Sometimes it seems all anyone does in Brunswick is hop from one new cafe to another, switching to bars toward evening and working up an appetite. Pull up a wood crate or designer chair and join the locals. Choose from stalwarts and newcomers among the ever-growing population of bars, restaurants and cafes on Lygon, Sydney, and Nicholson streets.
Serious caffeine hits and brunches draw crowds of locals to Code Black Coffee, Small Block, Pope Joan, A Minor Place and Wide Open Road. Later in the day, hustle for a table at Lygon Street favourites Lady Carolina, Bar Idda, Rumi and Hellenic Republic. Beyond Lygon Street, Tom Phat, Los Hermanos and I Carusi are worth the wander. Sundowners turn into nightcaps at Mr Wilkinson, Mi Corazon, The Alderman and the Brunswick Green. Try a local brew at Temple Brewing Co., Thunder Road Brewery or The Alehouse Project. Live acts and DJs will see you and your best moves meet at the Cornish Arms, Spotted Mallard, Howler and the Retreat Hotel. Like every good inner city suburb there’s an indie sensibility about the art scene in Brunswick.
Pascoe Vale is a suburb of Melbourne, Victoria, Australia, 11 km north of Melbourne’s Central Business District. Its local government area is the City of Moreland. Pascoe Vale was named after the John Pascoe Fawkner Estate, which was originally a holding of 709 acres (2.87 km2). The estate, established in 1839, was bounded by the Moonee Ponds Creek to the west, Gaffney Street to the south, Northumberland Road to the east and Rhodes Parade to the north. John Pascoe Fawkner built a timber house overlooking the creek, in the Marie Street area of Oak Park.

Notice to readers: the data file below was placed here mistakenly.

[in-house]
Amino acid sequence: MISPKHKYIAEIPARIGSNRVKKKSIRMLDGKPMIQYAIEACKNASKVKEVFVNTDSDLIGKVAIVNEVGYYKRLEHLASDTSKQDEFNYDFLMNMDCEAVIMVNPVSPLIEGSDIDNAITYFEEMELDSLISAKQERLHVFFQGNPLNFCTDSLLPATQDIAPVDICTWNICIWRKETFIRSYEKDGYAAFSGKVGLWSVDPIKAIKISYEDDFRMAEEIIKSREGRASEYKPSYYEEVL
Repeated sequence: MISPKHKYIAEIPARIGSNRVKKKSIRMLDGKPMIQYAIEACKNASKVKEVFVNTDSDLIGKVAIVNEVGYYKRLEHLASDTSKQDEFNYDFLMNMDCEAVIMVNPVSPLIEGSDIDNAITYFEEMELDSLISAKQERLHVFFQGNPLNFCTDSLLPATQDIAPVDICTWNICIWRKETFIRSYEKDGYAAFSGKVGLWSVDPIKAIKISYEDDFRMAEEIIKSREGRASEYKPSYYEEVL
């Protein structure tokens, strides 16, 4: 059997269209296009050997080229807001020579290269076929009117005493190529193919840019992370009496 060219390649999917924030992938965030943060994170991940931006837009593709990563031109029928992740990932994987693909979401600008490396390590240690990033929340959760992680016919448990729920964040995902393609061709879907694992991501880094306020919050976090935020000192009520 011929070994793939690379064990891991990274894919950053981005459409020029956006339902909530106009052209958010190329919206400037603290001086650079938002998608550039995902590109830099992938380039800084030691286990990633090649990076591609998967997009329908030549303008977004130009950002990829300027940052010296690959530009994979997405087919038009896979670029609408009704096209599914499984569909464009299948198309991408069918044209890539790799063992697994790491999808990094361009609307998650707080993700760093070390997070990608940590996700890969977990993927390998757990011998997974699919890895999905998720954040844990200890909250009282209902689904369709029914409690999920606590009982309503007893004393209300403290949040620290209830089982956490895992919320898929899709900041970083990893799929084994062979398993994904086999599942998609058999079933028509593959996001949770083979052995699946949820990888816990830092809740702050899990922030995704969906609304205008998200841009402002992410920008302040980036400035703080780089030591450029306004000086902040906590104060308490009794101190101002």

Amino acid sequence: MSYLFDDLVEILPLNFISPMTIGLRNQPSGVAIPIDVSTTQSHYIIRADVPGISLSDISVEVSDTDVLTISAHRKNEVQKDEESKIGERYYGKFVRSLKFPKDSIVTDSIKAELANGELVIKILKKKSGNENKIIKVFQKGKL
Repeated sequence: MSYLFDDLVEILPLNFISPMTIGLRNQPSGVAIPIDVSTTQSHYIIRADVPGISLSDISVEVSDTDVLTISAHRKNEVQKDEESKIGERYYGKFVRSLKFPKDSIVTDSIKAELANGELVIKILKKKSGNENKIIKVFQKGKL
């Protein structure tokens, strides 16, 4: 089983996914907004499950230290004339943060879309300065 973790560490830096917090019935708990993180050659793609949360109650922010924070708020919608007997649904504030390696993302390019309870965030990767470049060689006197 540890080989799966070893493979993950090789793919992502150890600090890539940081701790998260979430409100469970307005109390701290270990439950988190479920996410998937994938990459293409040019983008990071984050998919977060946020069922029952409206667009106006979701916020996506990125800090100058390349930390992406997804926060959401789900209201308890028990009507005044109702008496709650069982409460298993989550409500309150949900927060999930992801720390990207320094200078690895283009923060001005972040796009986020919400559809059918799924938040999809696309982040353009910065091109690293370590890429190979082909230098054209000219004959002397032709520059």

Pascoe Vale is known for its many parks and gardens, including Cole Reserve, Austin Reserve, Kelvin Thomson Reserve and Gavin Park. The Moonee Ponds Creek is the major stormwater canal in the area and flows through several of its parks and gardens. Managed by the City of Moreland, the Pascoe Vale Swimming Pool, on Prospect St, is a popular venue during Summer. There are many take-away stores scattered throughout the suburb, including pizza, fish and chips, Kebabs and Chinese, noodles and bakeries. There are a few pubs open til late; the RSL on Cumberland Road and the Pascoe Vale Hotel, on the corner of Railway Parade and Fawkner Road.